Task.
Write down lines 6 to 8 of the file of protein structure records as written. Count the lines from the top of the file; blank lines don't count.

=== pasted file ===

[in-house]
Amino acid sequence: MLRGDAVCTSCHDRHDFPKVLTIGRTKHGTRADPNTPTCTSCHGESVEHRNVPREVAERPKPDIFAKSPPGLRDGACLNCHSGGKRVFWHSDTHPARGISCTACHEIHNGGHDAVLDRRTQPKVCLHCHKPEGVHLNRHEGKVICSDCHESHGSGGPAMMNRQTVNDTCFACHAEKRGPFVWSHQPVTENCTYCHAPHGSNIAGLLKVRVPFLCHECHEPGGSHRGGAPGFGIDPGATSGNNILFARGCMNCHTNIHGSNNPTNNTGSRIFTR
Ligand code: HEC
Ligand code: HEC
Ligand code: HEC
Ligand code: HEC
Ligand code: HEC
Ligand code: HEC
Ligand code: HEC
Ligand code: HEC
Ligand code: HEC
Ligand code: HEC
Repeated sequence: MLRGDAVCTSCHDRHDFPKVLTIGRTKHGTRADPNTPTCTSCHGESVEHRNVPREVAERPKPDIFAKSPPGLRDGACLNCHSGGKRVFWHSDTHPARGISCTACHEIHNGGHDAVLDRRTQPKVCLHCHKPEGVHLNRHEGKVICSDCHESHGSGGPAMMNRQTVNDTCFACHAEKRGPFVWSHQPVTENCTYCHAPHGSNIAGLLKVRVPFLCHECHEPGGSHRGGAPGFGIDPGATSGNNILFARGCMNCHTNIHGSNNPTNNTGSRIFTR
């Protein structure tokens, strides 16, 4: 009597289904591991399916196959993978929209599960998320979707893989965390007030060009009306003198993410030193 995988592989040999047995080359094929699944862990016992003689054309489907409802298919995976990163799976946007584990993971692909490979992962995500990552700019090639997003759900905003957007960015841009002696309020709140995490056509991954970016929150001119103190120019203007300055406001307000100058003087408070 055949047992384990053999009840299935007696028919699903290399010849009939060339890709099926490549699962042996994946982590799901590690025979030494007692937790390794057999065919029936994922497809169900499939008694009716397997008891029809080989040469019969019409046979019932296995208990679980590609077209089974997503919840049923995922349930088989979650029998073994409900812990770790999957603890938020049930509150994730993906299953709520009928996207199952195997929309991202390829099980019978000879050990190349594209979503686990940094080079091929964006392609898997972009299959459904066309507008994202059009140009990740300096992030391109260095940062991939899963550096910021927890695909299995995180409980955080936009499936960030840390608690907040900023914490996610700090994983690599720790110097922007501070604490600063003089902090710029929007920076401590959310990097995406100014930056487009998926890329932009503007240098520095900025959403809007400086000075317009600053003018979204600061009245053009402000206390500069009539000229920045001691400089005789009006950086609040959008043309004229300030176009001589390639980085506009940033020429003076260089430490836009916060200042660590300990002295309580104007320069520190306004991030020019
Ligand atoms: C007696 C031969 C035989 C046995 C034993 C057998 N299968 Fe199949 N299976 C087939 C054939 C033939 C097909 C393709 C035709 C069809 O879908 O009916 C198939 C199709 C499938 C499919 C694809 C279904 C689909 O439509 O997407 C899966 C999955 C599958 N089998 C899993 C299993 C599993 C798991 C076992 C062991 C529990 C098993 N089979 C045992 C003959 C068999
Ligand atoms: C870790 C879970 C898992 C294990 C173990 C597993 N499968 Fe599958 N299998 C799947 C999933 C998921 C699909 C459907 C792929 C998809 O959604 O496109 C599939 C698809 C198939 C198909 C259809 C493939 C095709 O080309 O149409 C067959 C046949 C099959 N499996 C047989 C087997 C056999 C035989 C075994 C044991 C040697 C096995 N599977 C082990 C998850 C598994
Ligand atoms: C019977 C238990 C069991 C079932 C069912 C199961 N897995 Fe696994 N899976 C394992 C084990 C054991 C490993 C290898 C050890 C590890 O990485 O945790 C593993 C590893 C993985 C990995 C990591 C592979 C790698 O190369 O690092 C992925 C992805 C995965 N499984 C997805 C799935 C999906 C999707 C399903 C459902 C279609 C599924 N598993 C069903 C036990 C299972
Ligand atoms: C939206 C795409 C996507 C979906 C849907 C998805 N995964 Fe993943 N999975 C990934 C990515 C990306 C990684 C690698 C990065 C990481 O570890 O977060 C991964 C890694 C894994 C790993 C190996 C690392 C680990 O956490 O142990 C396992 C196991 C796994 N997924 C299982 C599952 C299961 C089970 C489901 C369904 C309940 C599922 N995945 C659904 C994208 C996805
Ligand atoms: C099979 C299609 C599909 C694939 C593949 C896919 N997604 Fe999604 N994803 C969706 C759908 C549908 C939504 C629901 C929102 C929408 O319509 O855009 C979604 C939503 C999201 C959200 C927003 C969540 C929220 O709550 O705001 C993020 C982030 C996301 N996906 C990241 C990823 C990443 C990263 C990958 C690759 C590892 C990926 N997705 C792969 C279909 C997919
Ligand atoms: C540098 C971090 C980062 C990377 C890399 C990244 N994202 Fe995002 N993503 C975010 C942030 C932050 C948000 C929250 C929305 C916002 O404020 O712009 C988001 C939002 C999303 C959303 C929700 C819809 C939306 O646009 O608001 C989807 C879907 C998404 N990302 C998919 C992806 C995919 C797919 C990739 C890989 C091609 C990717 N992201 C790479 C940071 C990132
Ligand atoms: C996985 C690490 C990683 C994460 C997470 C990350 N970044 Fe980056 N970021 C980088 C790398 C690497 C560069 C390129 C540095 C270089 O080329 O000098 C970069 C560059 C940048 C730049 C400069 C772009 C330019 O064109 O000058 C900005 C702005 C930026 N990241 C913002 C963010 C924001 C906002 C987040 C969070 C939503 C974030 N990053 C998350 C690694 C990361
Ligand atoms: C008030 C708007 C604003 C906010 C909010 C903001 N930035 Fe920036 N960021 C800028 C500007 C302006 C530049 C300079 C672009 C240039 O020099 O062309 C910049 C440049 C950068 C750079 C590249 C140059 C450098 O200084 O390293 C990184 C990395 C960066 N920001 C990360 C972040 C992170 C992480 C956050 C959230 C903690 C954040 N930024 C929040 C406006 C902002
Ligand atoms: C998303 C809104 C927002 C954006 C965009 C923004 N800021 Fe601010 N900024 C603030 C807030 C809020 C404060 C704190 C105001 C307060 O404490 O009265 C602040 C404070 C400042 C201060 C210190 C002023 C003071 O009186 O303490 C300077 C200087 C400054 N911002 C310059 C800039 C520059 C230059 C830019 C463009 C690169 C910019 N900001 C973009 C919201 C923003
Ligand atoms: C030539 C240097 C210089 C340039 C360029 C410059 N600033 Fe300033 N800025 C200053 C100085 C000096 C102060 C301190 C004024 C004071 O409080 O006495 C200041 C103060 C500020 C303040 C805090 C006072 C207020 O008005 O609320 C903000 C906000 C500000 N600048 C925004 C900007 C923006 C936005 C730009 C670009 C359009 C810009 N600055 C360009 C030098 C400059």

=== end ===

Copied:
Ligand code: HEC
Ligand code: HEC
Ligand code: HEC